Mentoring and coaching are often used interchangeably in a business context. Though they share the same goal, namely personal development, there is a big difference between a mentor and a coach.
Sir John Whitmore: “Coaching is unlocking people’s potential to maximize their own performance. It is helping them to learn rather than teaching them.” Coaches have a strong belief in individuals learning things for themselves, in their own way, and that it is the coach’s role to facilitate the individual’s potential to do so.
Andrew Pollard defines mentoring as ‘Mentoring is a means of providing support, challenge and extension of the learning of one person through the guidance of another who is more skilled, knowledgeable and experienced, particularly in relation to the context in which the learning is taking place.’ in his book Reflective Teaching. And he explains further: “Mentoring has its origins in the concept of apprenticeship, where an older, more experienced individual passed down his knowledge of how the task was done and how to operate in the commercial world.”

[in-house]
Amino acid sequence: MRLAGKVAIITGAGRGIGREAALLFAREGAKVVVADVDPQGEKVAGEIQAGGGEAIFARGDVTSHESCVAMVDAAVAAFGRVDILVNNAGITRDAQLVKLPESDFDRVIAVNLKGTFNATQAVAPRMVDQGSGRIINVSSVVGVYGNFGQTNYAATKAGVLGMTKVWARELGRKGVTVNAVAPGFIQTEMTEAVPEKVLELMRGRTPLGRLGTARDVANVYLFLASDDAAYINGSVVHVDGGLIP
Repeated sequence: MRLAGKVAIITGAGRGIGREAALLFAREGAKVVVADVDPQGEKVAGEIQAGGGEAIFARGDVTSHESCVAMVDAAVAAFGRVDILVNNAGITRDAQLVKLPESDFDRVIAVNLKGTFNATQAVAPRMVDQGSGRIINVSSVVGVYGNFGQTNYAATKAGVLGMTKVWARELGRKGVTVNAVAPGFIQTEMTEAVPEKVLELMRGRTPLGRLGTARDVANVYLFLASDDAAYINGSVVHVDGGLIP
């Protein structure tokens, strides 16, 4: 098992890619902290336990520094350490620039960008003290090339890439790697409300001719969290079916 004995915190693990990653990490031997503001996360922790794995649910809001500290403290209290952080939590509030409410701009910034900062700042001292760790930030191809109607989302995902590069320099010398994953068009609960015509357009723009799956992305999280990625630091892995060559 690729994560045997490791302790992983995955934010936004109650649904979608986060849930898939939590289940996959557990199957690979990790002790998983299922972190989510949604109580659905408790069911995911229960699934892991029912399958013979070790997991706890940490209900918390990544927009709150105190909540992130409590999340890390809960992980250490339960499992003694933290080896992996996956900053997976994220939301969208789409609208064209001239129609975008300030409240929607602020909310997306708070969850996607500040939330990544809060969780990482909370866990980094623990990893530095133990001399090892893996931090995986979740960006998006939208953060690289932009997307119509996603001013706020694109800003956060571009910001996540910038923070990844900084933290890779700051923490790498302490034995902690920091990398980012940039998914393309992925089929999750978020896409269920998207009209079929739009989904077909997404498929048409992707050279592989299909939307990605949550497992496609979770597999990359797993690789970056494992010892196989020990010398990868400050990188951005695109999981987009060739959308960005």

Inge touches on the added value of a mentor and gives tips to leaders
It is clear that mentoring and coaching are two development techniques that often overlap but are not to be confused.
The combination of coaching and mentoring is extremely beneficial for the professional and career growth of employees. When organizations encourage formal mentoring and coaching activities, it sends a strong positive message of commitment to a longer-term engagement.
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